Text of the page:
There is no simple definition of Afrikan religion, just like with all complex bodies of knowledge.
But I can start by saying: it is a valid spiritual, cultural, sociological and political body of knowledge developed by Afrikans in their interest and image to answer questions about their daily life and cosmological purpose in order to enhance the forward flow and improvement of their lives.
It sustained Afrika for millennium. In fact, it was at the core of the first civilisation in the world which was developed by Afrikans—Kemet Civilisation (Greek misnomer ‘Egypt’).
It thrived as the spirituality promoting harmony, fertility, community, respect and family for Afrikan people. However, with the incessant invasion, enslavement and conquest of the continent, it is having trouble to be accorded its due recognition and respect.
First, under invasion, invaders usually bar the way of worship of the invaded’s religion. Second, due to control over social-political-economic life of the invaded, the invaders usually strategically accord privileges to those who ridicule, despise and desecrate not just the knowledge itself, but the tools, the sites and custodians/practitioners of that knowledge.
In doing this, they usually enlist the brightest and those most fertile for leadership in their community and the rewards accumulated by those enlisted is projected as manifestation of the potency of the invader’s god.
This is why, after a long, repeated practice of the above, few people who are ‘educated’ have respect for it. Most people who have been in touch with it, who mainly live in rural Afrika, have more respect for it.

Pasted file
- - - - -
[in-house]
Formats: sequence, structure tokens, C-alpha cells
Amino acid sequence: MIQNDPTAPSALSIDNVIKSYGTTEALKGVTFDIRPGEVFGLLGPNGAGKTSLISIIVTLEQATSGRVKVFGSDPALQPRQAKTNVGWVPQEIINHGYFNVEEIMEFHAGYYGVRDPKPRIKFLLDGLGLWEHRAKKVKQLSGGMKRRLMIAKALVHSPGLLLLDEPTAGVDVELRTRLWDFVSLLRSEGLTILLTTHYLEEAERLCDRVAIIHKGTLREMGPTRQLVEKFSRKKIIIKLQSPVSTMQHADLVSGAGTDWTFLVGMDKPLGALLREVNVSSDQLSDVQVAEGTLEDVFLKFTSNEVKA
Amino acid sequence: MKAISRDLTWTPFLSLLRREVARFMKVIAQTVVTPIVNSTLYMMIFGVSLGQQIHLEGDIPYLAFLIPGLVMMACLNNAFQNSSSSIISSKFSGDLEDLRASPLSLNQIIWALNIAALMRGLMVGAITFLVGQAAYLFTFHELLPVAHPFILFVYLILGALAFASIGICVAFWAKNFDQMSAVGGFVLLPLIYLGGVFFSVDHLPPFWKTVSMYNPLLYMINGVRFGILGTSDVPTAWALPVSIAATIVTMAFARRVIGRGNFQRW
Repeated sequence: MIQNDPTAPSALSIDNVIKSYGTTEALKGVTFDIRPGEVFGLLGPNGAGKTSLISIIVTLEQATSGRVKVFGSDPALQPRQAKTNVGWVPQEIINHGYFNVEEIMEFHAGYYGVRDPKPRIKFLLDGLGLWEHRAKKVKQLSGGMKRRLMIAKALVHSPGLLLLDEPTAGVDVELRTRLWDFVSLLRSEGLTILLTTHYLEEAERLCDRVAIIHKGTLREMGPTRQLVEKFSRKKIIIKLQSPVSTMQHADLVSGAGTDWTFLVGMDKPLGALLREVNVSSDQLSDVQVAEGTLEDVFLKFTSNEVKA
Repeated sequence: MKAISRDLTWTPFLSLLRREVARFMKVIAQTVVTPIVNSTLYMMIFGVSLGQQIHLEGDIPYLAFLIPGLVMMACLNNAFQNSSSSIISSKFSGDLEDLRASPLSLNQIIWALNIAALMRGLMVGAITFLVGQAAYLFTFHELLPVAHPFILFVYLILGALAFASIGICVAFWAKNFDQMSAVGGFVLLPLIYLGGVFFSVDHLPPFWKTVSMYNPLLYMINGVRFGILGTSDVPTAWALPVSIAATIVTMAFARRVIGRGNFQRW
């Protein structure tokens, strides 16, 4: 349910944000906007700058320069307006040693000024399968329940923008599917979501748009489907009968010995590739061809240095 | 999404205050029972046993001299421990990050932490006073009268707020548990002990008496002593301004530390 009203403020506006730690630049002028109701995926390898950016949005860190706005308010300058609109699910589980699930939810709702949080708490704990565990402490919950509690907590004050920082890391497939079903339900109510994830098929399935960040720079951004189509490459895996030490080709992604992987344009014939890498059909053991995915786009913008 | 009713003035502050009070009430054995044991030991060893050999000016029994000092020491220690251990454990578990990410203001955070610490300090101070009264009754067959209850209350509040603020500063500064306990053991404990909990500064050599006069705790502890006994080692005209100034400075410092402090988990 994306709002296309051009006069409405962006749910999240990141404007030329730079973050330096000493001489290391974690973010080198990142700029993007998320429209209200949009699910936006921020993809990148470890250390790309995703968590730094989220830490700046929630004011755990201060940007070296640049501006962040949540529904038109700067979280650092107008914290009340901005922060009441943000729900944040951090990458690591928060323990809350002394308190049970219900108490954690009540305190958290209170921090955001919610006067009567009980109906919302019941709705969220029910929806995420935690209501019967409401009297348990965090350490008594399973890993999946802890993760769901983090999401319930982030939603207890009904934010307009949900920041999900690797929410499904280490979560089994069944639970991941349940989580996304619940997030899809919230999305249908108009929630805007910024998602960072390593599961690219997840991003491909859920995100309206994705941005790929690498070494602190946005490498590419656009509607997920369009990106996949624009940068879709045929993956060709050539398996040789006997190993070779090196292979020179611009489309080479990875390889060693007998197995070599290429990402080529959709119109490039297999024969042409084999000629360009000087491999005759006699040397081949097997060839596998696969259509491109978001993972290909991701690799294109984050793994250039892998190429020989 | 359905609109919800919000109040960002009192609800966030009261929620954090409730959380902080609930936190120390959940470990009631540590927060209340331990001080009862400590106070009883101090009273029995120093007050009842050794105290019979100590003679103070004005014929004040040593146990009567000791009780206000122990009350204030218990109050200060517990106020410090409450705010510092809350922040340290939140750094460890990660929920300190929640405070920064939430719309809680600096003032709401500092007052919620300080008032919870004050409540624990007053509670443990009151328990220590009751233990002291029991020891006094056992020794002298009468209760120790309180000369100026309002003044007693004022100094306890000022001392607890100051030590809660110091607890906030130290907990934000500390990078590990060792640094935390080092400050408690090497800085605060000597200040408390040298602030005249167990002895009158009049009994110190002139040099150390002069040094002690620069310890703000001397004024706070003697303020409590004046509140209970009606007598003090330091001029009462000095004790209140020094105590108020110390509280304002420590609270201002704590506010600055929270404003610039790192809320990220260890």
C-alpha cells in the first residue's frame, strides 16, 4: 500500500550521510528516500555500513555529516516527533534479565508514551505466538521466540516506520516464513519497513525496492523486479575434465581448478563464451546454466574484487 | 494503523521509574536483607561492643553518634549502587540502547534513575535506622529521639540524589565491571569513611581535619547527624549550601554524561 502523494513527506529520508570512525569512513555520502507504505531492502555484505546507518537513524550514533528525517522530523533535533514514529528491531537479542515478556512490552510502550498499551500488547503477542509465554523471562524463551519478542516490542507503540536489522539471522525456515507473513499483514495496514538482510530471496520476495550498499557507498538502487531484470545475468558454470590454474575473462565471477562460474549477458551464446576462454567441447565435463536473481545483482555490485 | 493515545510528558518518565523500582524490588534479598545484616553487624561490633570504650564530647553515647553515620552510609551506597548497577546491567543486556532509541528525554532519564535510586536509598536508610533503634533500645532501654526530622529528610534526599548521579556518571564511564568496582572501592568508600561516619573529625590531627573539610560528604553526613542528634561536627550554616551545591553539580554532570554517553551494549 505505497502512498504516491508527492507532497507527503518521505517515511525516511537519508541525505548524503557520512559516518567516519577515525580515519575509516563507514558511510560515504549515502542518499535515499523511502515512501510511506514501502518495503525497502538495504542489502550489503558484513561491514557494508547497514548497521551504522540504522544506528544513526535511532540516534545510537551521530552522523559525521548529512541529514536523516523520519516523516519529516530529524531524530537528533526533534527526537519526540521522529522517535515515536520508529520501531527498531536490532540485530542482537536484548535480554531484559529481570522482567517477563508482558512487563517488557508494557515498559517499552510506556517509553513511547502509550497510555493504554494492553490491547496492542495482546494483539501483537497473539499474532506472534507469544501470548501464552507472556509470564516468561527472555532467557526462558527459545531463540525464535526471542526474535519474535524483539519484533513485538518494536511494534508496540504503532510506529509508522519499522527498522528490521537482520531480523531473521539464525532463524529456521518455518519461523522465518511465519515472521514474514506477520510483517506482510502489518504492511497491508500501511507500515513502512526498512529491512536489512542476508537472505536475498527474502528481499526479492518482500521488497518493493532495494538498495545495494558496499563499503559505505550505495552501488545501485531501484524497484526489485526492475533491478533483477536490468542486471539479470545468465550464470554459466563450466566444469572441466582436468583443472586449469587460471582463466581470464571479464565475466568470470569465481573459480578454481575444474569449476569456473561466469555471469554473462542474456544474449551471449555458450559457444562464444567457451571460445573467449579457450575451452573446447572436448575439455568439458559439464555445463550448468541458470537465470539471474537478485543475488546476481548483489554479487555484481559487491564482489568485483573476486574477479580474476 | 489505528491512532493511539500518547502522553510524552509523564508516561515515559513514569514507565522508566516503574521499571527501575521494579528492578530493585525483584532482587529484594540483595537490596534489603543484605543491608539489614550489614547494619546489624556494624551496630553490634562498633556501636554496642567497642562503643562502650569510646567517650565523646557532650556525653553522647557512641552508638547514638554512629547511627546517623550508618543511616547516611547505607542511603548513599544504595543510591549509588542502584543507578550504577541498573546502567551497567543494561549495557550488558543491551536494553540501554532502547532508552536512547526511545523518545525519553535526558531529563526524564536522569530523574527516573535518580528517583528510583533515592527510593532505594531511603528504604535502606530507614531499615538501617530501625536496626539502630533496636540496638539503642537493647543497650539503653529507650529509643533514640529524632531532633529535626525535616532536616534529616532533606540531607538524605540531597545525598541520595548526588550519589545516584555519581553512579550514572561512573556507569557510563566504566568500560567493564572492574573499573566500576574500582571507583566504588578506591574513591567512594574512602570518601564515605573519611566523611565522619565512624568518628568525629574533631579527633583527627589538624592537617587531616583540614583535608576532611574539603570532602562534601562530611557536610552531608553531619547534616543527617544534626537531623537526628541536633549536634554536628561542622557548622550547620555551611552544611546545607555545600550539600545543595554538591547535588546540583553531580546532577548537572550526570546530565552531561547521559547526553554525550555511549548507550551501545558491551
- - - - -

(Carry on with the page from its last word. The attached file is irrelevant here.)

That notwithstanding, most Malawians unconsciously practise it, particularly at crisis-prone points of life like death (burying people with a reed mat), birth (the woman living with older women after first birth, grandmother giving a baby the first shaving), puberty (initiation ceremony sites in the bush or near a river are protected against wild animals using indigenous knowledge).
This why it can be said that much as Afrikan religion is oral, it is written—for those who care to read—in the indigenous music, our indigenous wedding ceremonies, our funerals, our initiation ceremonies, our birth rituals, our language, our beer-drinking, our social and family relationships, and in the rituals at our shrines.
MODE OF WORSHIP:
There is first an acknowledgement of the Creator [Namalenga, Chauta, Chiuta]. This is the Great Source. The Nourisher of all life with the generous gifts of water and sun, breath, and all the earth’s natural wonder and beauty.
Below the Creator are territorial/communal/cultural/national spirits or ‘gods’. These include Mbona, Bimbi, MakeWana, Chikang’ombe, Nyangu, Chaminuka etc. They may also be called upon by individuals.
Then there are family spirits. These are those people in your family who passed on. Afrikan religion believes life is eternal, moving in a cycle. So, death is material; but spirit continues. Our beloved Ancestors live. They guard us and they are also our disciplinarians who want us to remain to our Self, customs, beliefs and traditions.
To please them, we make offerings. It can be at a tree, shrine, or grave site. Whenever anyone is sweeping a graveyard, they are engaging in ancestral communion. Whether they like it or not! When making the offering, you call the names of the Ancestors and you plead with them to receive the offering.
TO BE CONTINUED…
Lecture By Dziwapo Chamutolo (Chairperson for Kabula Chipembedzo cha Makolo Branch) to Malawi Lost History Whatsap group on 4th November 2018.